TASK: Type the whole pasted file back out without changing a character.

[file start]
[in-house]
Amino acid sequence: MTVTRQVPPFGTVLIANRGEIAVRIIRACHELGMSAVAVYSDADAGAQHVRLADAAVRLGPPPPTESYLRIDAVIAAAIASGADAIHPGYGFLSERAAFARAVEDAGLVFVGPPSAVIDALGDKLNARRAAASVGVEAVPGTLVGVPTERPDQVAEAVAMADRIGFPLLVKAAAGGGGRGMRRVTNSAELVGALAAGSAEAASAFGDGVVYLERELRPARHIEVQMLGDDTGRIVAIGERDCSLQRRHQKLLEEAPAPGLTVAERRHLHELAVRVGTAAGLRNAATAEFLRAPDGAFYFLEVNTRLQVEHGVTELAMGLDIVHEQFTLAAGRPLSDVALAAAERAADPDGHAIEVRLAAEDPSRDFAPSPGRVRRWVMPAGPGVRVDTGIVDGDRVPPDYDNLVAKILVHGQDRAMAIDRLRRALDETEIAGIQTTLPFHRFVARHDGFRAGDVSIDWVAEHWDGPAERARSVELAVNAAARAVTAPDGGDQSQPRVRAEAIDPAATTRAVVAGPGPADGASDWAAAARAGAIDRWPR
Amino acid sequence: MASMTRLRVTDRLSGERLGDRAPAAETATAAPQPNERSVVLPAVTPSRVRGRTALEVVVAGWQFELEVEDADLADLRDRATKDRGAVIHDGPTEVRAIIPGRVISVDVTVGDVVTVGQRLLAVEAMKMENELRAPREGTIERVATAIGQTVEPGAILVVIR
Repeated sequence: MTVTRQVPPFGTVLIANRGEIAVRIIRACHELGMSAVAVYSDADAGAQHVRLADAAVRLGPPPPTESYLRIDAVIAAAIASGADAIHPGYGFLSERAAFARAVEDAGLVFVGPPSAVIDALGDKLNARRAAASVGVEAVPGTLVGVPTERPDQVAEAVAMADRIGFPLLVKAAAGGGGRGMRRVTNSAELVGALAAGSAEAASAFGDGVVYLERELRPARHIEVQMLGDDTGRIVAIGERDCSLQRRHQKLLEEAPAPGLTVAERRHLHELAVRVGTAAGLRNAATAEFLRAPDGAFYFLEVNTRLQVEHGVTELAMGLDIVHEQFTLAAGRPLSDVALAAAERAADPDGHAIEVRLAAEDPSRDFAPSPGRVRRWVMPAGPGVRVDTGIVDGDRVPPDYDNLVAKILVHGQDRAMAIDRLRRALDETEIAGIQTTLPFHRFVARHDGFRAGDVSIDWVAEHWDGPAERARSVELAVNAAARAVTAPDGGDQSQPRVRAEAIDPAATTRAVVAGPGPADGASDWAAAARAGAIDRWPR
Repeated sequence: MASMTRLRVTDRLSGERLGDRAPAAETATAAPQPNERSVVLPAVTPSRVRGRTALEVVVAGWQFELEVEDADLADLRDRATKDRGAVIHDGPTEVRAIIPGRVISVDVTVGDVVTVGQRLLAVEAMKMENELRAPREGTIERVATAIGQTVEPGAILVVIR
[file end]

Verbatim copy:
[in-house]
Amino acid sequence: MTVTRQVPPFGTVLIANRGEIAVRIIRACHELGMSAVAVYSDADAGAQHVRLADAAVRLGPPPPTESYLRIDAVIAAAIASGADAIHPGYGFLSERAAFARAVEDAGLVFVGPPSAVIDALGDKLNARRAAASVGVEAVPGTLVGVPTERPDQVAEAVAMADRIGFPLLVKAAAGGGGRGMRRVTNSAELVGALAAGSAEAASAFGDGVVYLERELRPARHIEVQMLGDDTGRIVAIGERDCSLQRRHQKLLEEAPAPGLTVAERRHLHELAVRVGTAAGLRNAATAEFLRAPDGAFYFLEVNTRLQVEHGVTELAMGLDIVHEQFTLAAGRPLSDVALAAAERAADPDGHAIEVRLAAEDPSRDFAPSPGRVRRWVMPAGPGVRVDTGIVDGDRVPPDYDNLVAKILVHGQDRAMAIDRLRRALDETEIAGIQTTLPFHRFVARHDGFRAGDVSIDWVAEHWDGPAERARSVELAVNAAARAVTAPDGGDQSQPRVRAEAIDPAATTRAVVAGPGPADGASDWAAAARAGAIDRWPR
Amino acid sequence: MASMTRLRVTDRLSGERLGDRAPAAETATAAPQPNERSVVLPAVTPSRVRGRTALEVVVAGWQFELEVEDADLADLRDRATKDRGAVIHDGPTEVRAIIPGRVISVDVTVGDVVTVGQRLLAVEAMKMENELRAPREGTIERVATAIGQTVEPGAILVVIR
Repeated sequence: MTVTRQVPPFGTVLIANRGEIAVRIIRACHELGMSAVAVYSDADAGAQHVRLADAAVRLGPPPPTESYLRIDAVIAAAIASGADAIHPGYGFLSERAAFARAVEDAGLVFVGPPSAVIDALGDKLNARRAAASVGVEAVPGTLVGVPTERPDQVAEAVAMADRIGFPLLVKAAAGGGGRGMRRVTNSAELVGALAAGSAEAASAFGDGVVYLERELRPARHIEVQMLGDDTGRIVAIGERDCSLQRRHQKLLEEAPAPGLTVAERRHLHELAVRVGTAAGLRNAATAEFLRAPDGAFYFLEVNTRLQVEHGVTELAMGLDIVHEQFTLAAGRPLSDVALAAAERAADPDGHAIEVRLAAEDPSRDFAPSPGRVRRWVMPAGPGVRVDTGIVDGDRVPPDYDNLVAKILVHGQDRAMAIDRLRRALDETEIAGIQTTLPFHRFVARHDGFRAGDVSIDWVAEHWDGPAERARSVELAVNAAARAVTAPDGGDQSQPRVRAEAIDPAATTRAVVAGPGPADGASDWAAAARAGAIDRWPR
Repeated sequence: MASMTRLRVTDRLSGERLGDRAPAAETATAAPQPNERSVVLPAVTPSRVRGRTALEVVVAGWQFELEVEDADLADLRDRATKDRGAVIHDGPTEVRAIIPGRVISVDVTVGDVVTVGQRLLAVEAMKMENELRAPREGTIERVATAIGQTVEPGAILVVIR